COMMENTARY ON WHARLEST JACKSON INCIDENT - 1967 In 1967, African American Wharlest Jackson received a promotion previously offered only to whites. He was killed in a car bomb three weeks later. An unidentified police official remarks "that maybe we will come up with something that we can solve this thing." An unidentified black man says that "the whites don't want to see Negroes lift themselves up by their own bootstraps."
Date: February 27, 1967 - BLACK/WHITE Source: Film: 16P Length: 00:01:06:00, With Audio
WHARLEST JACKSON MARCH AND RALLY - 1967 In response to the murder of Wharlest Jackson, an unidentified minister rallies his congregants to "march on our county courthouse everyday because there's where injustice lies."
MORRIS UDALL ON ADAM CLAYTON POWELL - 1967 Congressman Morris K. Udall believes that Congressman and civil rights leader Adam Clayton Powell, who was charged with misappropriating Committee funds, was "clearly had politically."
Date: January 11, 1967 - BLACK/WHITE Source: Film: 16P Length: 00:00:41:00, With Audio
FLOYD B. MCKISSICK ON ADAM CLAYTON POWELL - 1967 Civil rights leader Floyd B. McKissick on the Adam Clayton Powell scandal: "I think once again, we have shown the tremendous amount of racism that exits in this country, and we see it existing now in Congress."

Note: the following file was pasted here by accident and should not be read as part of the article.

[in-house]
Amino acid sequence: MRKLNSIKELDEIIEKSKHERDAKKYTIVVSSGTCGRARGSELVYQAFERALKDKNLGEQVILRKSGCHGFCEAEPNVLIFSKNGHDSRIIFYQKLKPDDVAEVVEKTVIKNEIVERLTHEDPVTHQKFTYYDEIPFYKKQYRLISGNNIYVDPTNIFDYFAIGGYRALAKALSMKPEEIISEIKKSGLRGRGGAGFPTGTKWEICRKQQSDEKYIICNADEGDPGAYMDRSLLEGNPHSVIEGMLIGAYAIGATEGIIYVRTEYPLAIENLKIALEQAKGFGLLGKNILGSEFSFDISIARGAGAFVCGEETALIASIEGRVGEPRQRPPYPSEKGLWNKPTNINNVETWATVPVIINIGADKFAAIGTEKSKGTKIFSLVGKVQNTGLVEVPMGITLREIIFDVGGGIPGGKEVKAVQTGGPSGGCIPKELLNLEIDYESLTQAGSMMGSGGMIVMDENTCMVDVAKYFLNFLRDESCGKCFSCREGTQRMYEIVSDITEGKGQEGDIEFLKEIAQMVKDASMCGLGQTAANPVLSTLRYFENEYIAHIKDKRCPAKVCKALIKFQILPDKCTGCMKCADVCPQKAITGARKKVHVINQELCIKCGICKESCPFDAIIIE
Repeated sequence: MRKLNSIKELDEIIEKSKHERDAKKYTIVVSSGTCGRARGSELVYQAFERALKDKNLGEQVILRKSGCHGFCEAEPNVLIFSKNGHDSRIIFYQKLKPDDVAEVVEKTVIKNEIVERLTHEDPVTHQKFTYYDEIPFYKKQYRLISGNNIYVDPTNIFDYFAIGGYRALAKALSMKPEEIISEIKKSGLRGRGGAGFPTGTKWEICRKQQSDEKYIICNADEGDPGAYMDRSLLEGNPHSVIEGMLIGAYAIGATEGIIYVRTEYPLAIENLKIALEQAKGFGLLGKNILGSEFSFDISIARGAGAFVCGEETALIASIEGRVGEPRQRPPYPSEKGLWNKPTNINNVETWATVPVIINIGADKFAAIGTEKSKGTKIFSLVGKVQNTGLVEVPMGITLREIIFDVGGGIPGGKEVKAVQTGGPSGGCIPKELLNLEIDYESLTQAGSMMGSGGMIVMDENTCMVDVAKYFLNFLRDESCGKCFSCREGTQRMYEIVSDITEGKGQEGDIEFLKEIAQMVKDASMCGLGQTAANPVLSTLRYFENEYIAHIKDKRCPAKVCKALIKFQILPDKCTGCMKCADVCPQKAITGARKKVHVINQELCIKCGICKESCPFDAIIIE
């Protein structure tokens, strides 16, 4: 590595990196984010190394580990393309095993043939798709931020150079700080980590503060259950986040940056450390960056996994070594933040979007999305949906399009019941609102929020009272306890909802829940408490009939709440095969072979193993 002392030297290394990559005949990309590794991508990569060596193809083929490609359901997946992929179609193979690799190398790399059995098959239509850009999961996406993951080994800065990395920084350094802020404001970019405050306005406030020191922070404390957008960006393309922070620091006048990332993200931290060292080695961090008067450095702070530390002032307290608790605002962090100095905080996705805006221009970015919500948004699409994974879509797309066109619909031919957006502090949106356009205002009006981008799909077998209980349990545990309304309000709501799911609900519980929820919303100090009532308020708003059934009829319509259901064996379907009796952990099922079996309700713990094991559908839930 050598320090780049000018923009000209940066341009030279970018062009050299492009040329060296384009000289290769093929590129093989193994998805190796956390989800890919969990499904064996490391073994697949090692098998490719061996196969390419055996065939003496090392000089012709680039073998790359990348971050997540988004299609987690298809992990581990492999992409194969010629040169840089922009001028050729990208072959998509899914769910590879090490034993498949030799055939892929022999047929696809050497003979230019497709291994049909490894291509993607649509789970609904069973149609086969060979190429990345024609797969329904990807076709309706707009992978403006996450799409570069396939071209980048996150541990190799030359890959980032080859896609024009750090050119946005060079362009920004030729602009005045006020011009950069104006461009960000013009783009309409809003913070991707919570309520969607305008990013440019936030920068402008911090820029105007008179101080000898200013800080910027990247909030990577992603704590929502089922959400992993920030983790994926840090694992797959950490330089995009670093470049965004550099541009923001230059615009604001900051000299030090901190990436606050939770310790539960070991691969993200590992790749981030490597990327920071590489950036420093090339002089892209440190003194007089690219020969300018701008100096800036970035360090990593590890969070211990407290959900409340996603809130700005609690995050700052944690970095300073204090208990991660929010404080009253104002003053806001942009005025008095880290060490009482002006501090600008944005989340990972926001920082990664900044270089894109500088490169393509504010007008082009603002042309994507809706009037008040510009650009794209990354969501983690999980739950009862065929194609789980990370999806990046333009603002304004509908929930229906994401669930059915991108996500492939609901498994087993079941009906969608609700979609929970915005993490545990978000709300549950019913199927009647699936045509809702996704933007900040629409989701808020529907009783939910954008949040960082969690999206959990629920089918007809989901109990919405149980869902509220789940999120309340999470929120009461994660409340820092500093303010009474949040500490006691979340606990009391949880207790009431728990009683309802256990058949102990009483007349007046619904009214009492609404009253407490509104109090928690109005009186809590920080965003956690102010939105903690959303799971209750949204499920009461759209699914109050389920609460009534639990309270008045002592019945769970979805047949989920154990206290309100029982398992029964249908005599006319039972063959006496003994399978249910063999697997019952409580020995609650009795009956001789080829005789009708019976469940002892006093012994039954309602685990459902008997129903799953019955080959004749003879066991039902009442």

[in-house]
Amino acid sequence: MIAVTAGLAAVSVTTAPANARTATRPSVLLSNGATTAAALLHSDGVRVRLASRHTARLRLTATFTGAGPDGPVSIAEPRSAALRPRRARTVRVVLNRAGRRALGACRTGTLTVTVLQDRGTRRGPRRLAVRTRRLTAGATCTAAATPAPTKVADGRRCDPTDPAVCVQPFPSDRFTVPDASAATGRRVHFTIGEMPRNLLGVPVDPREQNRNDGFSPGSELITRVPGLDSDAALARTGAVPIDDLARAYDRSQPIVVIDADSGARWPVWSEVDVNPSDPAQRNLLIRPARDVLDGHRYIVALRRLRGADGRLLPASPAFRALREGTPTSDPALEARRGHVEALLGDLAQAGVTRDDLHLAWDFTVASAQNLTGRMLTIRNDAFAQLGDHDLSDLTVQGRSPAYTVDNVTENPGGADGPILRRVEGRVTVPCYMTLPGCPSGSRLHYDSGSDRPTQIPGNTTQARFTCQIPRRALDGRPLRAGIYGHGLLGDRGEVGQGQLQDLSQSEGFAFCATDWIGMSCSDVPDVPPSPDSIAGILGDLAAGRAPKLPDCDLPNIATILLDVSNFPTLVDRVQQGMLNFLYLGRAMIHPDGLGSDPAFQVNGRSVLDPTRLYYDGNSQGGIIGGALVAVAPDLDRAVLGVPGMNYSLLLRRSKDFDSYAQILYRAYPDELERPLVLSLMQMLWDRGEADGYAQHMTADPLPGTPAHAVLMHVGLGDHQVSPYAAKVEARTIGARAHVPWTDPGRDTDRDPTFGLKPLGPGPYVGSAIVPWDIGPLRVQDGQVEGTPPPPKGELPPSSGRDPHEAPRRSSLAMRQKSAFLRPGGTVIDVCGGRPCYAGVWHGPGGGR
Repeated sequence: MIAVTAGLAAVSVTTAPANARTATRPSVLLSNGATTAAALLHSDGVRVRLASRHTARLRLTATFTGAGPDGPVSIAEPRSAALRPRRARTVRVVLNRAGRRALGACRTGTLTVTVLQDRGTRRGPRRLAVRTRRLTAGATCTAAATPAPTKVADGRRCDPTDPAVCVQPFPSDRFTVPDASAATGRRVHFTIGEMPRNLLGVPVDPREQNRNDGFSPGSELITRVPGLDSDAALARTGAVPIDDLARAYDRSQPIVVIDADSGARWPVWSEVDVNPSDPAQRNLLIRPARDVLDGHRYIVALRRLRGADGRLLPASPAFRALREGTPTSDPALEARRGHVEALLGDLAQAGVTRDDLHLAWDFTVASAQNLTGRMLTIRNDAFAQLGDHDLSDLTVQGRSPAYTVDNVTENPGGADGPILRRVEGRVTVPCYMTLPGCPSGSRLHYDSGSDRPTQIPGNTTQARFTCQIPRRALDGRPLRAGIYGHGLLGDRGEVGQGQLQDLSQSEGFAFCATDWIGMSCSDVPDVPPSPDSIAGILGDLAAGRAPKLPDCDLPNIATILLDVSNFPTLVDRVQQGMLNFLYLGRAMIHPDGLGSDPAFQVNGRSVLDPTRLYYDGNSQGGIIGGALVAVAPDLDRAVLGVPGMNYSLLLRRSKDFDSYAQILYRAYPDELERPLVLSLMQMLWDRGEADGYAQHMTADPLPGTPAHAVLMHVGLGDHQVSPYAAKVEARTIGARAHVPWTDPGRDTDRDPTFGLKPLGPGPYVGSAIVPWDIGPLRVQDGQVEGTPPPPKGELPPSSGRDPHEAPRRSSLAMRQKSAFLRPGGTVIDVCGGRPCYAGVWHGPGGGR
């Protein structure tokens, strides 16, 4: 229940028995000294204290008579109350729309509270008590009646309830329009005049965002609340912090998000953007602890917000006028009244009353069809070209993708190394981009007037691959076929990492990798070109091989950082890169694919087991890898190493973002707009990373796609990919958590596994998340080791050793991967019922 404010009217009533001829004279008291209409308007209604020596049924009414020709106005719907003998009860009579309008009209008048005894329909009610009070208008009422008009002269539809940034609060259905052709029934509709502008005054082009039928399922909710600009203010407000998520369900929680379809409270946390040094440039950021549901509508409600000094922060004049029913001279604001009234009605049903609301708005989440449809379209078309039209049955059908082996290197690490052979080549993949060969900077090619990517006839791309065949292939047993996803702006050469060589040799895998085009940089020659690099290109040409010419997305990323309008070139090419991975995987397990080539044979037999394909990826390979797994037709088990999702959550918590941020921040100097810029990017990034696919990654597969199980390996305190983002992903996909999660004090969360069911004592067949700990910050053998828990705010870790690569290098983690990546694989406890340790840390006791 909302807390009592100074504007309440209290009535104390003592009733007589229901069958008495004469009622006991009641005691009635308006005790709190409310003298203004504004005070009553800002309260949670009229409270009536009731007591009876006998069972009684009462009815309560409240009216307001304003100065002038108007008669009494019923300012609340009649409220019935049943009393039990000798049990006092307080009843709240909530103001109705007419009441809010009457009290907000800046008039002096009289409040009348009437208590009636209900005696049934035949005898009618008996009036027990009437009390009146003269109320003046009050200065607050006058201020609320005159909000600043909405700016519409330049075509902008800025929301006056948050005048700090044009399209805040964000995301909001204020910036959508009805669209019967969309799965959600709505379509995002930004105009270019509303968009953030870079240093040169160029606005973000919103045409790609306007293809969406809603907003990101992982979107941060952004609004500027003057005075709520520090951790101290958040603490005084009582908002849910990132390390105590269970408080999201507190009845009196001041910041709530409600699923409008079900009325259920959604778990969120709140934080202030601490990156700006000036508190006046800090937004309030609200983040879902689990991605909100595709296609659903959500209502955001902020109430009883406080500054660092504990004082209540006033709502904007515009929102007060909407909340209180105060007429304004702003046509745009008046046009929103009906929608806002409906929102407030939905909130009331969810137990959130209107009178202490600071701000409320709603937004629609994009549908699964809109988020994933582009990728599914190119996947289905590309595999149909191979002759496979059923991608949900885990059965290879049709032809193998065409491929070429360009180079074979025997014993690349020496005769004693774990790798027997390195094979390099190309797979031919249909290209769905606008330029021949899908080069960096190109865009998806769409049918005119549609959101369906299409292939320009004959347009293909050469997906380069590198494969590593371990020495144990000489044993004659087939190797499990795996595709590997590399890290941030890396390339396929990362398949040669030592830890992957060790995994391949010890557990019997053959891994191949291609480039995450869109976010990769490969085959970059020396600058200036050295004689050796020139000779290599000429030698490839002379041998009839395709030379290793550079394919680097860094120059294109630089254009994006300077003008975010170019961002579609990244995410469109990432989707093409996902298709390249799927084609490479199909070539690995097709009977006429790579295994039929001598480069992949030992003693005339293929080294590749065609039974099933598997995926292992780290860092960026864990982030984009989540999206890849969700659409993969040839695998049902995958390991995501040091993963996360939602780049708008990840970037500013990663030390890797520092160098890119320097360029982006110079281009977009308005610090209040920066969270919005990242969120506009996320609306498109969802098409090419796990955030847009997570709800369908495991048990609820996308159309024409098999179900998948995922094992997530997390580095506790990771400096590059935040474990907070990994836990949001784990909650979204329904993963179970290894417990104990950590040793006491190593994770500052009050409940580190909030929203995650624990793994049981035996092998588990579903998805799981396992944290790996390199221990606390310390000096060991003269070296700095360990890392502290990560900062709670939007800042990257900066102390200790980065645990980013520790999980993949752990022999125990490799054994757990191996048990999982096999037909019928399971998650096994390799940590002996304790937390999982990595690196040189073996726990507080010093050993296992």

Date: January 10, 1967 - BLACK/WHITE Source: Film: 16P Length: 00:00:52:00, With Audio
CANADIAN PRIME MINISTER MULRONEY Canadian Prime Minister Mullruny calls a government ordered “hunt for homosexuals” in the federal civil service during the late 50’s and 60’s one of the greatest outrages and violations of fundamental liberties.
Date: April 28, 1992 - COLOR Source: Video: DV Length: 00:00:14:00, With Audio
MLK ON NONVIOLENT RESISTANCE - 1960S Martin Luther King, Jr.: "I still think the vast majority of Negroes in the South are convinced that nonviolent resistance is the most important weapon available to Negroes in the struggle for freedom."
WHITE MAN REFUSES TO SERVE BLACK MAN - 1960S In the South, Black civil rights protestors sing, "We Shall Overcome." A white man refuses to allow entry to a Black man. White onlookers mock the protestors and sing, "The Farmer in the Dell."
H. RAP BROWN - 1960S Prominent civil rights leader, H. Rap Brown of SNCC: "Detroit was a good example of what could happen. The brothers didn't own nothin', but now, the white folks don't own nothin' either."
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